Still, Sendek concedes that his reputation for deploying a slower tempo, and especially his use of the Princeton offense, has been a hindrance on the recruiting trail. Carson says that many coaches warned him that he would wither on Sendek's vine. Sendek argues that this is an unfair knock (he points out that his last few teams at N.C. State averaged in the mid-70s), but he also recognizes that in recruiting perception is reality. "Everybody has these portrayals of themselves. A lot of people say they run, but when you watch the film, they're not taking it out on makes and pushing it up the floor," he says. "When I was at N.C. State, because we were running the "Princeton offense", everyone assumed we were playing slow, but we really weren't."
When the Sun Devils aren't running their fast break (with the help of a fullcourt, trapping pressure defense), they are executing a slash-and-shoot halfcourt offense that is predicated on ball screens. If their sets look like they came from the NBA, it's because they did. As is often the case, Sendek spent a great deal of time over the spring and summer watching video of NBA teams. (He was especially fixated on the Celtics and the Bulls this year.) When two of his assistants left for other jobs, he filled one of those vacancies with Eric Musselman, a former head coach of the Golden State Warriors and Sacramento Kings.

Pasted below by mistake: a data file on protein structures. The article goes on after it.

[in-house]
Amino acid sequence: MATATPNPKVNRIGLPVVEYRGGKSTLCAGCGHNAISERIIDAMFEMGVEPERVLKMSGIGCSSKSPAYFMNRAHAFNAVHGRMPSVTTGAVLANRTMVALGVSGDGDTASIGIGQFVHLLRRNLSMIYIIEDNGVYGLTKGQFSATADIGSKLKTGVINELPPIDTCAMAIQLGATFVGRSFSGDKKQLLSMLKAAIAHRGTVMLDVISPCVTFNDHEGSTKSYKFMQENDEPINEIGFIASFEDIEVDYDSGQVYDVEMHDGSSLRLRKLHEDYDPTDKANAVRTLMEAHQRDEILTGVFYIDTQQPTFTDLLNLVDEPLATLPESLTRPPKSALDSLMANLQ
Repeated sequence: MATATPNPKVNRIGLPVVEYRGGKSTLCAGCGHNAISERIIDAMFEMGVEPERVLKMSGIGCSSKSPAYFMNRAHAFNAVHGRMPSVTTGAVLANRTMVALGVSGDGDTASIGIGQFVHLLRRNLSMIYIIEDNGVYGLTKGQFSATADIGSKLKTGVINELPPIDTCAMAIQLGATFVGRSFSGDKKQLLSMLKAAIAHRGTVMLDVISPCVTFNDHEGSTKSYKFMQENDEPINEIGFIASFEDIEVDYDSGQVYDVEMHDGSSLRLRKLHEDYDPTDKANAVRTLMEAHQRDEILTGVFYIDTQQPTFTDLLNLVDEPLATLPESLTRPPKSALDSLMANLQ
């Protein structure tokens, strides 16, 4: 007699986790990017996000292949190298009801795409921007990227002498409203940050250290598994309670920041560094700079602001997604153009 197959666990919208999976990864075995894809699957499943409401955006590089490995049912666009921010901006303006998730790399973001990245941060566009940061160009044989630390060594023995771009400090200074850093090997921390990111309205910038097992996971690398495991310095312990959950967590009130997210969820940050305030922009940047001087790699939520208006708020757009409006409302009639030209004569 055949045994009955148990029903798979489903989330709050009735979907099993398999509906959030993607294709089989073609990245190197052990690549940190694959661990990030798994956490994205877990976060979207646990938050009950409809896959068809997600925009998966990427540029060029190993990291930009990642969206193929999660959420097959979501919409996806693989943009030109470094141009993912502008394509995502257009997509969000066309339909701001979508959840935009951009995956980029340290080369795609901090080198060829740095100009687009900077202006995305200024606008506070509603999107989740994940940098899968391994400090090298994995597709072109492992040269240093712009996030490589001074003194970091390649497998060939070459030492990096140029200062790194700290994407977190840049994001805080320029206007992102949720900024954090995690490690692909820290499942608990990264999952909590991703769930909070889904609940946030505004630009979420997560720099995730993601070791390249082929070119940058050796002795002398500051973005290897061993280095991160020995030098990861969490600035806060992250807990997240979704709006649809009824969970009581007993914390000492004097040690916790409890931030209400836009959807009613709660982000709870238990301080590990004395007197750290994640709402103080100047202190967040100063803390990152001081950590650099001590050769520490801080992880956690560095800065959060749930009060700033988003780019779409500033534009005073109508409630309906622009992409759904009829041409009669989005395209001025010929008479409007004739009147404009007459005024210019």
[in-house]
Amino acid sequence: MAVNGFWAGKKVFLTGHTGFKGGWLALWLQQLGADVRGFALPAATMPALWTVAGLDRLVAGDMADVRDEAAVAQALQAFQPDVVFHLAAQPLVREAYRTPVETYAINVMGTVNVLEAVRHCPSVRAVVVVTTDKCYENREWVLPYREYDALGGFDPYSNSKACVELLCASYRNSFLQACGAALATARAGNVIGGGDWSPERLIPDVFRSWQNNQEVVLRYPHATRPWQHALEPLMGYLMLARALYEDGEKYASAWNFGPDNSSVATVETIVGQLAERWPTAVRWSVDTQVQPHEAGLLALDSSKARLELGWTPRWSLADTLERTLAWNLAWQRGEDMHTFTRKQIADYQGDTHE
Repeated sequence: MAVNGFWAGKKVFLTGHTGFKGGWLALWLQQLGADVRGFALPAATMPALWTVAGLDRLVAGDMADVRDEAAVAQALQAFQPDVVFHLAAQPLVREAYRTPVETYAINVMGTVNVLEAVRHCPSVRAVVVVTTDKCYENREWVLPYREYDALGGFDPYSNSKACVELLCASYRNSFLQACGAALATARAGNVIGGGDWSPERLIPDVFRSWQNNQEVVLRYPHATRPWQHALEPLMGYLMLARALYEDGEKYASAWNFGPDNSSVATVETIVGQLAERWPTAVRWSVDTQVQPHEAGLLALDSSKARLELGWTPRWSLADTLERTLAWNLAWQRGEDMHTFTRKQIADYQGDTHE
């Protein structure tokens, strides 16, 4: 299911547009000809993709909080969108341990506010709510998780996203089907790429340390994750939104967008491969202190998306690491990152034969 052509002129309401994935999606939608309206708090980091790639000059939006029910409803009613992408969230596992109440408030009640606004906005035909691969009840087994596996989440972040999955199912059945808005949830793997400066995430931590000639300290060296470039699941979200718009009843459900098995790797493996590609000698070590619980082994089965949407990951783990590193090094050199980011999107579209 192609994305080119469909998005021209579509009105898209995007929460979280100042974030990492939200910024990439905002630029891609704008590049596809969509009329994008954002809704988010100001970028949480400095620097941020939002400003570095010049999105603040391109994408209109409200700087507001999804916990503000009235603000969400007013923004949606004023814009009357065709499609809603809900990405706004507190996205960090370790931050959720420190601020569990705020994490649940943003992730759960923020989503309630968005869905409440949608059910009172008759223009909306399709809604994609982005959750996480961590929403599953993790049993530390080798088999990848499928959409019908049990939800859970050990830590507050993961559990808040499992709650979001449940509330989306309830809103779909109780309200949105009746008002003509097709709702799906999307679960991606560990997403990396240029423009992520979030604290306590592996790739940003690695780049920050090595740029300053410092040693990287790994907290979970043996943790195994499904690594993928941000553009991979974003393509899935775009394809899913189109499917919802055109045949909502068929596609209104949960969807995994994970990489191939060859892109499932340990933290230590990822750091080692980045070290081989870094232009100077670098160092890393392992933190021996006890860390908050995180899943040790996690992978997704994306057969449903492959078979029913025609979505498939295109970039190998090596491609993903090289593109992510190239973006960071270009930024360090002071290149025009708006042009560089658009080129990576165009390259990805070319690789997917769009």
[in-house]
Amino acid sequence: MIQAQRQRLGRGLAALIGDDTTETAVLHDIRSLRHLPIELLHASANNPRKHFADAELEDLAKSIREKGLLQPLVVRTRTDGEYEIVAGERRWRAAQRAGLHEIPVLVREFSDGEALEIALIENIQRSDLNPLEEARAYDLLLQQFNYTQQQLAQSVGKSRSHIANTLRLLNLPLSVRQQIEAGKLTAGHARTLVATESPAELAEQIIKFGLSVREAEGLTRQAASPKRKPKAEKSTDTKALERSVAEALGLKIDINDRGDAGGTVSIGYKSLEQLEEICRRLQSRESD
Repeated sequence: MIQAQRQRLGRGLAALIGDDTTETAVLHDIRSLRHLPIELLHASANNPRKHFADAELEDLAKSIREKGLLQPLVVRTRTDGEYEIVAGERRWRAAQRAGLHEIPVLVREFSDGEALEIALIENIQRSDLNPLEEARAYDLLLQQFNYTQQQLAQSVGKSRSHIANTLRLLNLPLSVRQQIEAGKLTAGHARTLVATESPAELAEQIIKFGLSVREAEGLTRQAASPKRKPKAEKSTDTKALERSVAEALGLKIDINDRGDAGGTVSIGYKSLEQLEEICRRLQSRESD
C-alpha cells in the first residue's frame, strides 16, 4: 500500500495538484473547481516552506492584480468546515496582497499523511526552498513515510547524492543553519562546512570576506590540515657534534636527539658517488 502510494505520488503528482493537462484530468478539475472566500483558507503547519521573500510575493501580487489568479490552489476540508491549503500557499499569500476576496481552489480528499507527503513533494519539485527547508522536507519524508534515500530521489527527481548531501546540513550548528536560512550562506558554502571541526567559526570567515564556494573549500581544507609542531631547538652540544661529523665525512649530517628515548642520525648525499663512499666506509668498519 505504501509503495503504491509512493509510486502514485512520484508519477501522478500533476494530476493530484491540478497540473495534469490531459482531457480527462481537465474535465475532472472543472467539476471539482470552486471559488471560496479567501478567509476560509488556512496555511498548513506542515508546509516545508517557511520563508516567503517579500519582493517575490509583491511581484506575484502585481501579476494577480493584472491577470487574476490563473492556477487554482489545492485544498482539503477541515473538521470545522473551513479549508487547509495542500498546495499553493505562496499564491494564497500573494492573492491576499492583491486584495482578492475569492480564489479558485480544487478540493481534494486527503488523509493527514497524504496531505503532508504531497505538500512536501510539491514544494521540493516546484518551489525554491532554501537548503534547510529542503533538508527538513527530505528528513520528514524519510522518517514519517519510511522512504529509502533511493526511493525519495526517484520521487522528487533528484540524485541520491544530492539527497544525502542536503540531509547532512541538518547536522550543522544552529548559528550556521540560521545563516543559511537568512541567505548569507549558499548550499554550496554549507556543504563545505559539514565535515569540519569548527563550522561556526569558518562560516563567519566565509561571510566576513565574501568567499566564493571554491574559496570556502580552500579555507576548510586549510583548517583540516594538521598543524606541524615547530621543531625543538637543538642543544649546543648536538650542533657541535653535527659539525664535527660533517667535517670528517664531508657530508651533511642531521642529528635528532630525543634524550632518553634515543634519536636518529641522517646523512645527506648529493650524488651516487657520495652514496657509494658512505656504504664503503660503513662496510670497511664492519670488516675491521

Though it is early in the season, Sendek can take heart that one of the Sun Devils' wins came in a Las Vegas tournament against Arkansas, a program identified by the up tempo system coached by Mike Anderson, who learned his frenetic style from his college coach, Nolan Richardson, the architect of "Forty Minutes of Hell." For a coach whose job security is tenuous after his teams missed the NCAA tournament the last three years (and had no postseason at all the last two years), this new way to play helps because it is a lot more entertaining. Sendek says that was not an incentive -- "You're better off winning 52-50 than losing 97-95" -- but the early returns suggest the added scoring will lead to more wins.
It's a long way between now and Selection Sunday, but Sendek and Carson have made their choice on how they want to travel that road -- by sprinting. They are off and running and have no intention of turning back. "We have good energy and good mojo," Sendek says hopefully. "We're having fun with the way we're playing and it's really effective. Now, we just have to get better at it."
Syracuse 80, Arkansas 70 (Friday, 8:30 p.m.): The Razorbacks lost two straight in Vegas to Arizona State and Wisconsin. A date with Syracuse and its ridiculously long front line is no cure for what ails them.
Georgetown 72, Tennessee 60 (Friday, 6:30 p.m.): Otto Porter gets most of the pub, but guard Markel Starks has been fabulous for the Hoyas. Starks is leading the team in scoring (14.0 ppg) while shooting 50.9 percent from the floor and 47.1 percent from three.
Louisville 79, Illinois State 70 (Saturday, 1 p.m.): It might surprise you to learn that senior guard Tyler Brown, not Jackie Carmichael, is leading the Redbirds in scoring at nearly 19 points per game. That still won't be enough to get by the Dieng-less Cardinals at home.